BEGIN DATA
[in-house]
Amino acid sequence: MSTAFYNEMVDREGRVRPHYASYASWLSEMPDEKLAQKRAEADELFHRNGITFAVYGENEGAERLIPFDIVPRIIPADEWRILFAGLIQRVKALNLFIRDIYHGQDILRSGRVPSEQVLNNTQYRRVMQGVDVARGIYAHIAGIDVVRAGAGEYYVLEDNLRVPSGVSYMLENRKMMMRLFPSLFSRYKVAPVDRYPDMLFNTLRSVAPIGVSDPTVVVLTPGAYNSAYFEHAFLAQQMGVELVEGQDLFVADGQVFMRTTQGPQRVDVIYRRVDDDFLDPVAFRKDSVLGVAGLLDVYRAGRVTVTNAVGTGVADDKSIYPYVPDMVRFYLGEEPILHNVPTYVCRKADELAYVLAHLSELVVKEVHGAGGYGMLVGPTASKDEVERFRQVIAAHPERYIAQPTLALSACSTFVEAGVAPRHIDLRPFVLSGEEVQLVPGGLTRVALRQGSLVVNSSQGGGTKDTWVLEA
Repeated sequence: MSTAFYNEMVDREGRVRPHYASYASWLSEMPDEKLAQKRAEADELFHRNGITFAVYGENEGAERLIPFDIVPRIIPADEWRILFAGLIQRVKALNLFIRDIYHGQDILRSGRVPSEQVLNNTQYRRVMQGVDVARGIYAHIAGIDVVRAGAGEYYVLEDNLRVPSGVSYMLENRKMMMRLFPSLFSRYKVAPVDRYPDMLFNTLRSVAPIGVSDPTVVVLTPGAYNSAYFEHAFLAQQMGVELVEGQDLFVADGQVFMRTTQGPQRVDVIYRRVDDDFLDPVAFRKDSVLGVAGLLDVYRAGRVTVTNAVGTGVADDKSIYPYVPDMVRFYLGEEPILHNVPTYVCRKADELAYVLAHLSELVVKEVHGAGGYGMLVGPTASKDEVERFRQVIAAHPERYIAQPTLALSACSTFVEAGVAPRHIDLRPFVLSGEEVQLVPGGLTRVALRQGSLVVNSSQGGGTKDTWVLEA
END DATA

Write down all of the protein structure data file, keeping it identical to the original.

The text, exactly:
[in-house]
Amino acid sequence: MSTAFYNEMVDREGRVRPHYASYASWLSEMPDEKLAQKRAEADELFHRNGITFAVYGENEGAERLIPFDIVPRIIPADEWRILFAGLIQRVKALNLFIRDIYHGQDILRSGRVPSEQVLNNTQYRRVMQGVDVARGIYAHIAGIDVVRAGAGEYYVLEDNLRVPSGVSYMLENRKMMMRLFPSLFSRYKVAPVDRYPDMLFNTLRSVAPIGVSDPTVVVLTPGAYNSAYFEHAFLAQQMGVELVEGQDLFVADGQVFMRTTQGPQRVDVIYRRVDDDFLDPVAFRKDSVLGVAGLLDVYRAGRVTVTNAVGTGVADDKSIYPYVPDMVRFYLGEEPILHNVPTYVCRKADELAYVLAHLSELVVKEVHGAGGYGMLVGPTASKDEVERFRQVIAAHPERYIAQPTLALSACSTFVEAGVAPRHIDLRPFVLSGEEVQLVPGGLTRVALRQGSLVVNSSQGGGTKDTWVLEA
Repeated sequence: MSTAFYNEMVDREGRVRPHYASYASWLSEMPDEKLAQKRAEADELFHRNGITFAVYGENEGAERLIPFDIVPRIIPADEWRILFAGLIQRVKALNLFIRDIYHGQDILRSGRVPSEQVLNNTQYRRVMQGVDVARGIYAHIAGIDVVRAGAGEYYVLEDNLRVPSGVSYMLENRKMMMRLFPSLFSRYKVAPVDRYPDMLFNTLRSVAPIGVSDPTVVVLTPGAYNSAYFEHAFLAQQMGVELVEGQDLFVADGQVFMRTTQGPQRVDVIYRRVDDDFLDPVAFRKDSVLGVAGLLDVYRAGRVTVTNAVGTGVADDKSIYPYVPDMVRFYLGEEPILHNVPTYVCRKADELAYVLAHLSELVVKEVHGAGGYGMLVGPTASKDEVERFRQVIAAHPERYIAQPTLALSACSTFVEAGVAPRHIDLRPFVLSGEEVQLVPGGLTRVALRQGSLVVNSSQGGGTKDTWVLEA